Fax machine scandal – the beginning of the end? (Guest commentary)

One headline, representative of them all, reads: “Fax flaw sends CIBC customer data to U.S. scrap dealer ... for 3 years.”

The details? CIBC fund transfer request forms containing social insurance numbers, home addresses, phone numbers and other account data of several hundred bank customers were sent, not to the proper CIBC office, but to the owner of a West Virginia scrapyard. He contacted the bank to get it stopped. When it continued, he began saving the faxes as evidence. He is suing the bank for loss of business while they are counter-suing.

Some people feel this may spell the end of the fax machine.

The facsimile — or FAX — as we love to call it, was introduced in the 1970s as a marvelous option for moving documents efficiently from location to location. At speeds that are now ridiculously slow, it transformed the ability to transfer data. If you send faxes today you will find that recipients (who aren’t paying for that long distance call) haven’t upgraded their machines above 1,200 baud, while e-mail connections at 56,000 baud are considered slow.

Reading more about the CIBC situation you begin to understand the fax itself is an innocent victim. The bank apparently advised its branches of the wrong fax number. But it compounded the problem by not acknowledging the mistakes, and failing to ensure the problem was corrected.

Fax machines throughout the bank merely carried out the wishes of their human masters.

Of course, in many situations e-mail has pretty much taken over as the method of choice for fast document transfer, leaving the fax only for documents that aren’t available in electronic format and where scanning isn’t an option.

Lest we get too complacent, let me advise you that e-mail has a well-deserved reputation for not being a secure method of information transfer unless it is encoded.

Human error translated into a “technical problem” is, unfortunately, fairly common.

Air Canada recently sent a large number of air crew letters advising that the airline had mistakenly overpaid for meal vouchers and threatened legal action if the overpayment wasn’t repaid (see page 1, “Air Canada union irate following collection agency threat”). The payroll system is being blamed, but the culprit is almost certainly human.

And this past November the Shared Services Bureau of the Ontario Government committed its 11th serious breach of privacy in the last 15 months when 27,258 child-care supplement cheques went out with stubs bearing names, addresses and social insurance numbers that didn’t match those of the recipients.

Other bureau problems have included Internet-based human resources software, employees receiving the wrong pay stub and mix-ups involving applicants to the Ontario Student Loan Program.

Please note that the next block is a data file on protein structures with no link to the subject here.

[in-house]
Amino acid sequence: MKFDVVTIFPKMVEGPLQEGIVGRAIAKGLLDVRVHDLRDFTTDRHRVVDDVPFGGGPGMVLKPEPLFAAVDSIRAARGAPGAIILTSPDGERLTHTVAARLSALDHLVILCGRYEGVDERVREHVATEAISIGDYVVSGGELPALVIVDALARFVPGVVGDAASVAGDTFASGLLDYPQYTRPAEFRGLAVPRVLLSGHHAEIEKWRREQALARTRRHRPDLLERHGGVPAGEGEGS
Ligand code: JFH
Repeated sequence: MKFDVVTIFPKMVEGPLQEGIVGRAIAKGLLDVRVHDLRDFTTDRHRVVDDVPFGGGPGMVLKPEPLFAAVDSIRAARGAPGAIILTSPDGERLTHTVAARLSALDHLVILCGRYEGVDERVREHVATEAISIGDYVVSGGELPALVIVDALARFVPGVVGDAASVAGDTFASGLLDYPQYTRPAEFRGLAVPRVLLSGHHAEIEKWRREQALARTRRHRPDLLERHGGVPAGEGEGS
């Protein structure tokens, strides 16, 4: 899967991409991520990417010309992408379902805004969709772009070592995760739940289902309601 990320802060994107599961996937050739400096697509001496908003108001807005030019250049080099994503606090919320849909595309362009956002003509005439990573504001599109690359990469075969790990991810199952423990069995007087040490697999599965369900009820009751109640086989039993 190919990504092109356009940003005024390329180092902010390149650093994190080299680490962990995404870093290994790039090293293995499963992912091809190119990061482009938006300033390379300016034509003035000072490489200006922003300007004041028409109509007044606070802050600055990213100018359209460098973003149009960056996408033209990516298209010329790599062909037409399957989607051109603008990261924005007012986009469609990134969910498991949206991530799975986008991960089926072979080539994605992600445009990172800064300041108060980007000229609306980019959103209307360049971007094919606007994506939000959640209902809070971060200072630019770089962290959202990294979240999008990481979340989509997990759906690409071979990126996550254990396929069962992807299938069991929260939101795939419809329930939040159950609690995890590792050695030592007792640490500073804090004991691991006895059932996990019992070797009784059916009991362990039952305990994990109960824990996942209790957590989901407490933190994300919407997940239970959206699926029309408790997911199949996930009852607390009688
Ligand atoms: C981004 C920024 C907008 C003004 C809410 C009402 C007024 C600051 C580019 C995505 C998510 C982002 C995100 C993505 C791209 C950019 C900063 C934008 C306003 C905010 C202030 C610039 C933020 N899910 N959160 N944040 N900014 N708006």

Ontario’s Privacy Commissioner Anne Cavoukian stated: “Clearly, this is not acceptable. The message has to be delivered that protecting privacy is just as important as getting the right name on a cheque…Weaknesses must be identified, controls must be strengthened and best practices must be developed,” she wrote, in recommending an audit (now being carried out by Deloitte Touche).

The fear about many of these problems is that they could directly contribute to identity theft, the fastest growing crime in North America, and one that HR professionals need to pay attention to.

Why? A recent study of more than 1,000 identity theft arrests in the United States shows up to 70 per cent began with the theft of personal data from a company by an employee. (Being sent someone else’s financial information is a pretty good place to start as well).

Overarching all of these issues is new legislation that came into play in the last year. The federal Personal Information Protection and Electronic Documents Act (PIPEDA) sets out what information organizations must ensure are kept private, as well as responsibilities for informing affected individuals how this information is being used as it travels between provincial and international borders. PIPEDA governs the privacy of information in provinces that haven’t enacted similar legislation. British Columbia, Alberta and Quebec all have their own substantially similar laws, while Ontario has recently passed the Health Protection Information Privacy Act.

Paper has been lost and/or misdirected for years. The problem with faxes and e-mails is that instead of one mistake sent by post (when you can always run down to the mailroom to retrieve it), we can now make really big mistakes, sending thousands of people the wrong information, and completely irretrievable from the second “send” is clicked.

How many people have had an instant epiphany just as they hit that send button, realizing a split-millisecond too late that the “Debbie” that appeared automatically in the send line is not the intended Debbie.

Oh sure, there’s a disclaimer, something like: “This e-mail and any files transmitted with it are intended for, and should only be read by the intended addressee. Its contents are confidential, and if you are not the intended addressee, please notify the sender immediately, and delete all records of the message from your computer. Any reproduction, dissemination, copying, disclosure, modification, distribution and/or publication of this message without the prior written consent of the sender are strictly prohibited. Please note, this electronic message may be altered by a third party, either intentionally or unintentionally.”

Just so you know, those tag lines don’t really lock the barn door.

Ian Turnbull is executive director of the Canadian Privacy Institute, and author of “Privacy in the Workplace – The Employment Perspective” (see www.canadianprivacyinstitute.ca). He may be contacted at [email protected] or (416) 618-0052.

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